I just got back from six months in Asia, so I think I can help.

First, just expect and accept that you will probably get scammed. I don't know how, or where, but it will probably happen. In Thailand, I would try to friendly bargain at the local market and they would reply, "No discount! This is the Thai person price!" Yes, that means there are two prices for all goods and services: actual cost for locals, and elevated cost for us foreigners. I don't like to worry too much about a few dollars here or there, especially when I'm traveling to impoverished countries. I figure they need the money more than I do. So, don't worry your pretty little head about it! It's going to happen, just be smart, do your best, roll with the punches, and keep a smile on your face. 

I spent most of my time in Southeast Asia in Phuket, Thailand where I house and cat sat for two months in a little bungalow near Kamala beach. I know you went to Rishikesh in India; consider Phuket the Thai version of Rishikesh. Very touristy, massages everywhere, and a collection of travelers from all over the world. I wouldn't get misty eyed if I never made it back there.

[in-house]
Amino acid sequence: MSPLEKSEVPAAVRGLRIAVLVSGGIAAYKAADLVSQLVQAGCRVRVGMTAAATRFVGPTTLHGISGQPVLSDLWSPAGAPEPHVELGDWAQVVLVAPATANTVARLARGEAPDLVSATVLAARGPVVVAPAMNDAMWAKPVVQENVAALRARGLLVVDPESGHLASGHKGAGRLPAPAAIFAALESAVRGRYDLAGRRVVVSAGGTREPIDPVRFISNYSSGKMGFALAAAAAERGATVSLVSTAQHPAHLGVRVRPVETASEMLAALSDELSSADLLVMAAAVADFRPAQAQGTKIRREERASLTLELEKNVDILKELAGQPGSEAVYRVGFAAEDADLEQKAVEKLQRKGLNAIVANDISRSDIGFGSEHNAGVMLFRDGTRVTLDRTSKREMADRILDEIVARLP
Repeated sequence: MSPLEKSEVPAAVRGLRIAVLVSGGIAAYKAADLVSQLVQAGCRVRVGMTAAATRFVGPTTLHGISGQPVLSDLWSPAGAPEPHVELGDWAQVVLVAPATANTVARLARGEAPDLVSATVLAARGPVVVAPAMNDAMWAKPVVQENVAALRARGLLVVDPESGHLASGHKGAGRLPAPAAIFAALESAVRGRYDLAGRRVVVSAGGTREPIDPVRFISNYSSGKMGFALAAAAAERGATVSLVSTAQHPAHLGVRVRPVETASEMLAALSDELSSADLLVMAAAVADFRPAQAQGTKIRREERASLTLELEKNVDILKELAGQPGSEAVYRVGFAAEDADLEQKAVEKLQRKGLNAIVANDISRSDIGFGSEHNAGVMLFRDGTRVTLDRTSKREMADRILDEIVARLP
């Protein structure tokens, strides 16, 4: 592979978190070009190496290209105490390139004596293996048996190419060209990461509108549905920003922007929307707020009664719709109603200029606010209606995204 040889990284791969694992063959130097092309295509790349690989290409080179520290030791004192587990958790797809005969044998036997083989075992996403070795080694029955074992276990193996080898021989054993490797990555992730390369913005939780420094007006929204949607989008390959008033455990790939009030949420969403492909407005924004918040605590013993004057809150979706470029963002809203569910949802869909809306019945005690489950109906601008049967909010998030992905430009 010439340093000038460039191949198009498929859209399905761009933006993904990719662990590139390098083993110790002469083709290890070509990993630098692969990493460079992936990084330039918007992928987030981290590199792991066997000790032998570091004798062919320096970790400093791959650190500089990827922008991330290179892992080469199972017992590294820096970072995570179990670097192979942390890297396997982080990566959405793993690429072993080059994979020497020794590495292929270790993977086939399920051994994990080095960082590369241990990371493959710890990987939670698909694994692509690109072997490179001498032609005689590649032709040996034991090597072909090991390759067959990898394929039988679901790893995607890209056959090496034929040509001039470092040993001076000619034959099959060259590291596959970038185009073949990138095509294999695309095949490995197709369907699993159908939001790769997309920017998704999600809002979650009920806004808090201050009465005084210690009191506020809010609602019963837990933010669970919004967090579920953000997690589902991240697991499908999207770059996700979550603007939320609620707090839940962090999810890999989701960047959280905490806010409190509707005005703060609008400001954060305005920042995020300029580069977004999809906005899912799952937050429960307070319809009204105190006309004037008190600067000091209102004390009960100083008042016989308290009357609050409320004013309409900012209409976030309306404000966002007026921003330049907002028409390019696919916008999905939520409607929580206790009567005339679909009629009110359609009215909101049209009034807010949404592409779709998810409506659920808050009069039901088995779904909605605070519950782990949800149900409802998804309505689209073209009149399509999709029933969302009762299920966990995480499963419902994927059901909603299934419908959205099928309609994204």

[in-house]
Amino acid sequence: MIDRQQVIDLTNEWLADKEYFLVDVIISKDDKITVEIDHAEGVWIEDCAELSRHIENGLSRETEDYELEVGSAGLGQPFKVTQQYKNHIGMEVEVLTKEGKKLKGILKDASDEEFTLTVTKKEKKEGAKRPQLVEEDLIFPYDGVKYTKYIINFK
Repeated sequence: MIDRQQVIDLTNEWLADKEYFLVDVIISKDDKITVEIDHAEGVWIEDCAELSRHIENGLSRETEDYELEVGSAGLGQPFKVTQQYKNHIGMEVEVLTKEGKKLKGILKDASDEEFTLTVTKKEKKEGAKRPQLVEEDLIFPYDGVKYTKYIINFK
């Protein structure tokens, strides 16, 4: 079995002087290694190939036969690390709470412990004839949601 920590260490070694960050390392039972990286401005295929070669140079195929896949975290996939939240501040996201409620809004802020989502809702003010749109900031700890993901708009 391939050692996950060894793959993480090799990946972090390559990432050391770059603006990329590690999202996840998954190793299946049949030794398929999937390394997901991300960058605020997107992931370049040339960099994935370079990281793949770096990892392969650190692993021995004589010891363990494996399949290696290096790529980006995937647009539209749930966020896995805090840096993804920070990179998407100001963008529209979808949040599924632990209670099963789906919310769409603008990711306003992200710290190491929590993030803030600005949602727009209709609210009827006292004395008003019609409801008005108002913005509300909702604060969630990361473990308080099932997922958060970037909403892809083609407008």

• Go to Bagan, Myanmar. To me, it looks like the most incredible collection of temples in the world.

  • Consider checking out Penang, Malaysia. I loved it: off the beaten tourist path, artsy, lots of open air bars and incredible street food.

  • Everyone I know and their dog seems to be going to Vietnam. It looks beautiful and I've heard it's beautifully chaotic. If you ask me, I'd go just for the pho and spring rolls.

  • Bali is hedonistic and stunning. I felt like my soul clicked a little more into alignment at Prana Veda yoga retreat in north Bali.

  • Shit got real in Java, my first visit to 'real' Asia. I learned that Indonesians don't do black coffee, squat toilets are super real, and in Java, I'm Kim K. My image is on the camera rolls of somewhere in the neighborhood of three hundred Indonesian phones. But I can die happy having gone on a motorbike adventure to see Borobudur, one of the most magical places I have ever visited in my life.